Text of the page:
new Library Infrastructure spec.

Isaac Jones ijones at
Sun Jun 6 16:39:38 EDT 2004

Keith Wansbrough <Keith.Wansbrough at> writes:

> This looks great!  A few comments:

Thanks :)

> 1. In the document, Angela uses `#! runhugs' or `#! runghc' at the top
>    of her Setup.lhs.  But Joe is running an nhc install.  Angela can't
>    know which compiler Joe is using, and so she shouldn't have to
>    specify at the top of Setup.lhs.  I propose that she write `#!
>    runhs' instead, and the compiler writers all provide a `runhs'
>    script (or symlink) as appropriate.

This is an idea that I've been promoting for over a year :) Simon
Marlow recently implemented runghc, btw.  It would be great to have a

It doesn't actually matter which haskell implementation Joe is using
to execute the Setup script, since he specifies the target compiler on
the command-line.

The reality is that Joe is meant to execute the setup script however
he can.  He can even compile it and run the executable.  We'll somehow
have to make this clear in the end-user documentation, until we can
deploy a runhaskell script to standardize things.  I'll try to clarify
the document in this regard.

I imagine that in a GUI environment like windows, you can execute the
script via some kind of GUI wrapper that understands the Setup

> 2. In section 4.1, the syntax for pkg.desc is discussed.  I think the
>    simplest and least surprising syntax to use would be the RFC-2822
>    email message header syntax (specifically sections 2.2 and 2.2.3).
>    That is, each field is first written as

I'm leaning toward the Haskell read / show syntax.

> 3. In section 3.1.3, it is unclear whether a user package (on being
>    registered) may expose a module with the same name as one in an
>    (already-existing) system package.

I believe that it is fine for a user package to expose a module that's
already exposed by a system package.  I hope SimonPJ can confirm,

>    In section 3.2, is the checking mentioned at the end of the section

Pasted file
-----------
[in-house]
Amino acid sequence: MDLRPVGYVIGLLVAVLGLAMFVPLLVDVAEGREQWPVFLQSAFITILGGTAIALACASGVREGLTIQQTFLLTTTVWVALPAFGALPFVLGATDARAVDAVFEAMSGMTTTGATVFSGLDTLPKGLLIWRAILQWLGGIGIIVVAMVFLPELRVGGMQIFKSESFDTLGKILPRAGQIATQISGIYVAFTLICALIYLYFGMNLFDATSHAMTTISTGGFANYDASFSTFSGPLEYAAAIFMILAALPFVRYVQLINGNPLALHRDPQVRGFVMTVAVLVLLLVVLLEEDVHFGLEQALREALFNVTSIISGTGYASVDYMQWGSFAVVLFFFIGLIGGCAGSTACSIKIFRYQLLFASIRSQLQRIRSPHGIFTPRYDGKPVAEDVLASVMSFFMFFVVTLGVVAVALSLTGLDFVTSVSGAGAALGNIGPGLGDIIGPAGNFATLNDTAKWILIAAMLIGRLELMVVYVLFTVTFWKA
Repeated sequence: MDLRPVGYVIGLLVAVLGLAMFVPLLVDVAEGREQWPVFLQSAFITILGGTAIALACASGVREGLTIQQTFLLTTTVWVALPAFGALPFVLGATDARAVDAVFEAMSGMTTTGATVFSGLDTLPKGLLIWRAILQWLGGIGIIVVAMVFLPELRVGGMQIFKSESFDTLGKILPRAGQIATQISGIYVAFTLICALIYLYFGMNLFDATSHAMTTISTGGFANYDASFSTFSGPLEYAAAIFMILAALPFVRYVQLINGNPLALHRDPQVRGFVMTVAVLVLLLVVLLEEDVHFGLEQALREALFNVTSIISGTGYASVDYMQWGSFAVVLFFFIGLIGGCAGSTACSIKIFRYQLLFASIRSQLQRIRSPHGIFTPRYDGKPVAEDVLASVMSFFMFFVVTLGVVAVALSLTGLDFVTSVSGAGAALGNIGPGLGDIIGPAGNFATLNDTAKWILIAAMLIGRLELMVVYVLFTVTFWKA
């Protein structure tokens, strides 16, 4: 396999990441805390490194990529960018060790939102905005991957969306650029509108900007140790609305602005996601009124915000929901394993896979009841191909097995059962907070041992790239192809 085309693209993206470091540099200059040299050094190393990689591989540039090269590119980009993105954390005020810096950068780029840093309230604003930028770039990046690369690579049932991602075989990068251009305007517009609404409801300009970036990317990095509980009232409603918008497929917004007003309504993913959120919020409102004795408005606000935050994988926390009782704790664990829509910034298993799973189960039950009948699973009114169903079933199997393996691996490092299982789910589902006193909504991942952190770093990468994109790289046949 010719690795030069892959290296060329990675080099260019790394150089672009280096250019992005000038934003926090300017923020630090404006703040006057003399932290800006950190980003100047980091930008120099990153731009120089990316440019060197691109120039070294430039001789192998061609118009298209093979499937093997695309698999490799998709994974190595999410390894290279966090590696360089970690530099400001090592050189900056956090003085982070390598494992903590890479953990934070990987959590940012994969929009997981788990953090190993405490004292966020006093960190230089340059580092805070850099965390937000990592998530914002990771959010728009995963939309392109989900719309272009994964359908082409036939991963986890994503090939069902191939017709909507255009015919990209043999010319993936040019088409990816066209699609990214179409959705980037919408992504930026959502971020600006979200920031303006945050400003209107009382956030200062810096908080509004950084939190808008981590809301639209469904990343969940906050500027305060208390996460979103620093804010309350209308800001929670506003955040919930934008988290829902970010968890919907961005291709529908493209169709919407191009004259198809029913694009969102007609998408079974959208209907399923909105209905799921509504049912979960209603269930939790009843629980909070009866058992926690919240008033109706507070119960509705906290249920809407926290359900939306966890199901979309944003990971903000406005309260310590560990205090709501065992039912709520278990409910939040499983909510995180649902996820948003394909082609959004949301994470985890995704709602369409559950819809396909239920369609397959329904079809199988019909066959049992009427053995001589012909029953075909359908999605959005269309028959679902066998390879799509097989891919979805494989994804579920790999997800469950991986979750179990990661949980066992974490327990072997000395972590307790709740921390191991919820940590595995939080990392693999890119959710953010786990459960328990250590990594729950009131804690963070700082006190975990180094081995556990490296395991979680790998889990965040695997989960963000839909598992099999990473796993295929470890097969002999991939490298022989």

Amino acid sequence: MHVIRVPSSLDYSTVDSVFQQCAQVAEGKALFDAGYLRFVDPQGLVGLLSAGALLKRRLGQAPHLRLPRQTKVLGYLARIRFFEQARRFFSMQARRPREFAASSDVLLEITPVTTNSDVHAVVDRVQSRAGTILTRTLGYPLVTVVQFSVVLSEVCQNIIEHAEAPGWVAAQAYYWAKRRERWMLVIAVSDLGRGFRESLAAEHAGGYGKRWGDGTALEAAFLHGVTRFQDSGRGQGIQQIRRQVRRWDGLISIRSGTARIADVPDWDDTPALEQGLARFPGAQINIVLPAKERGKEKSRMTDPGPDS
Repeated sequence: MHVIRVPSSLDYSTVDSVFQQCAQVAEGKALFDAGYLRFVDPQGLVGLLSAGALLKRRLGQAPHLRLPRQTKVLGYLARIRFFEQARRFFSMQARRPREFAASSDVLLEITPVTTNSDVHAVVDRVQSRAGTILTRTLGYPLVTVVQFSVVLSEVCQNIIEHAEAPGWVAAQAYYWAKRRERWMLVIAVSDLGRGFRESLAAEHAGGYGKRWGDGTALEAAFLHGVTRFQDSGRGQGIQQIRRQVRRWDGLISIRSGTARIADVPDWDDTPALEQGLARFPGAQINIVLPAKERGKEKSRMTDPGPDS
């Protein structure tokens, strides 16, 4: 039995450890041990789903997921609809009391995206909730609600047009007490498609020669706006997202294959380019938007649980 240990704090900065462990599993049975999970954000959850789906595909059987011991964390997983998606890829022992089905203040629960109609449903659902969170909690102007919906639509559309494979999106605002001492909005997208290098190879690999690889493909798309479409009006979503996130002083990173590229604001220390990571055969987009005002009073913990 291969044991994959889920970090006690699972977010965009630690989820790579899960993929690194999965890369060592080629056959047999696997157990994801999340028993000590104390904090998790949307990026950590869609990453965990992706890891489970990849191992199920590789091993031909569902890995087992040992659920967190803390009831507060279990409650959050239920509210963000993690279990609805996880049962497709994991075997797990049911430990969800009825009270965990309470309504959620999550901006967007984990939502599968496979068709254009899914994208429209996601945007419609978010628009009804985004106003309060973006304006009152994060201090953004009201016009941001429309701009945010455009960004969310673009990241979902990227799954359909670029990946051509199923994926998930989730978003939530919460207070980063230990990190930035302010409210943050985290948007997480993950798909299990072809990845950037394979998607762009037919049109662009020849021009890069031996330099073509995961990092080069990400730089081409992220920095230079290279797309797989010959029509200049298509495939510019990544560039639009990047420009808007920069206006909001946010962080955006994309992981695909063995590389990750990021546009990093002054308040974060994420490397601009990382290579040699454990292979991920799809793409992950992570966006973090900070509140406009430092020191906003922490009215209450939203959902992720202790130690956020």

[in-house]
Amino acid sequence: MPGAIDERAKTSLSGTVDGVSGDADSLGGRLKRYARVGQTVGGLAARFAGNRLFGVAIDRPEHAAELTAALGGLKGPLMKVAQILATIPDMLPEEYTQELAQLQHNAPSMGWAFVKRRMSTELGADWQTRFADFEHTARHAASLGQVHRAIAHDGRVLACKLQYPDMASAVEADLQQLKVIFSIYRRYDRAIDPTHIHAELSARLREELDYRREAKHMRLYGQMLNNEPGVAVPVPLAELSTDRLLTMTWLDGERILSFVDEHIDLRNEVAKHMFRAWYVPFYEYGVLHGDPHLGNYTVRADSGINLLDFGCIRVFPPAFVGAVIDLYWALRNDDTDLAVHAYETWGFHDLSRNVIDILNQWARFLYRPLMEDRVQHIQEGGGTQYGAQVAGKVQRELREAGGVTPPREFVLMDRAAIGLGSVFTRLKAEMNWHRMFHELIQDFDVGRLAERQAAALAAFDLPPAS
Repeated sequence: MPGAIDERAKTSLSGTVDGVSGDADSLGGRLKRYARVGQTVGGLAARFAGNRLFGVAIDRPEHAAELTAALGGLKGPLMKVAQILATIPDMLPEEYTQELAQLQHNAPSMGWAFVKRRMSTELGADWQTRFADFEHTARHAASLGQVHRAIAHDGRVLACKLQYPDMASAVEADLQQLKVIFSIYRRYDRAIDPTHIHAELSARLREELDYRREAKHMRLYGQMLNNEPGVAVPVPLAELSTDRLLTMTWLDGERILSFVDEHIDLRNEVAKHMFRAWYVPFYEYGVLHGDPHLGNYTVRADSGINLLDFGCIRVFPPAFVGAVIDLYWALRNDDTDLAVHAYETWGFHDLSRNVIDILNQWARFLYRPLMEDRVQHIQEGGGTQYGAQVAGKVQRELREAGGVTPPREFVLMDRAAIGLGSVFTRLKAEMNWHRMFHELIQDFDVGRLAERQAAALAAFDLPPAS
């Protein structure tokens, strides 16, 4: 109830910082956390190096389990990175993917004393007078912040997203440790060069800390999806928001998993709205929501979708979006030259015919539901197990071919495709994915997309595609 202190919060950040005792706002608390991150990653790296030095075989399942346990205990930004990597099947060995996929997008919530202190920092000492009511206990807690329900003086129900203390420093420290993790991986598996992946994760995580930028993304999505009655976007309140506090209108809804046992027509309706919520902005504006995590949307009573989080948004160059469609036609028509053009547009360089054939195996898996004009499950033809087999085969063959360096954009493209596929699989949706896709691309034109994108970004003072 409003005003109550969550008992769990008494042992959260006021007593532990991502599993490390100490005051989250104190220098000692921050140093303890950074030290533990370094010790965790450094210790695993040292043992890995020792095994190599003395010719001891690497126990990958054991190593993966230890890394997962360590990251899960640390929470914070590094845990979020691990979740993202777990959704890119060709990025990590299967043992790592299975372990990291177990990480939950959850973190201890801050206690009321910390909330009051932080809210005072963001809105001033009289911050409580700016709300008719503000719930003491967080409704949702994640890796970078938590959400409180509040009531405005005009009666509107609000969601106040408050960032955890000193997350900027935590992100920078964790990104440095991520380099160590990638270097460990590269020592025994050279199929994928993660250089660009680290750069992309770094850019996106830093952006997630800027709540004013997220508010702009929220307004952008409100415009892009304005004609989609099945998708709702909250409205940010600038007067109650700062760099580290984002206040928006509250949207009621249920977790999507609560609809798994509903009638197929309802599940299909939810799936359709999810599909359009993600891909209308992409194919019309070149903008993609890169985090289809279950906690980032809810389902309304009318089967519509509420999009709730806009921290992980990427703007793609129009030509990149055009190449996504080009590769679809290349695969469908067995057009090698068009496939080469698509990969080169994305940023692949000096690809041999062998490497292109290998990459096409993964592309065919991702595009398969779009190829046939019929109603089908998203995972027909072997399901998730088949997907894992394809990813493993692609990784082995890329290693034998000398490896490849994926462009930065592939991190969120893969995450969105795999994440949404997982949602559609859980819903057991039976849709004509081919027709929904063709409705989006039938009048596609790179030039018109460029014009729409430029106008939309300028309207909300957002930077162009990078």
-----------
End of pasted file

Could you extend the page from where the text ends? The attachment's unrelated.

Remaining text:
>    performed lazily or eagerly?  (i.e, if the program does not mention
>    a module name that overlaps, is this still an error?).

IMO, it should be eager, and I think that the Simons and Malcolm
agreed about that (correct me if I'm wrong).  Take this for-instance:

- The user uses packages P and Q, with overlapping module name M.  She
  uses module A from P and module B from Q, but not module M and the
  compiler allows this (this is the "lazy" approach).

- This goes on for a long time, and she has lots of code that depends
  on both P and Q.

- Suddenly, she wants to use module M from package P, which is
  completely different from module M from package Q.  She is stuck,
  and now has to choose between module M and package Q, which she will
  have to back out of.  Better to stop her early before she becomes
  dependent on Q.

Oh, and there are other issues where if P:A depends on P:M then if the
compiler needs to stick Q:M in the same program, it'll have to qualify
the module symbols with the package name (and version?)  This isn't my
area, though.

Can you suggest a wording which would make it unambiguous that this is

> 5. In three places you say "setup" rather than "./Setup.lhs": s4.2.1
>    bullet 1, s5.4 "setup configure" and "setup build".

Thanks.  It is actually possible that ./setup is a compiled program
that the user wants to run, but it would be best to be consistent.

>    --global under 4.2.3 should repeat the rubric of --user regarding
>    "This flag has no effect under --install-prefix".
>    Period missing at end of s3.0 sentence.




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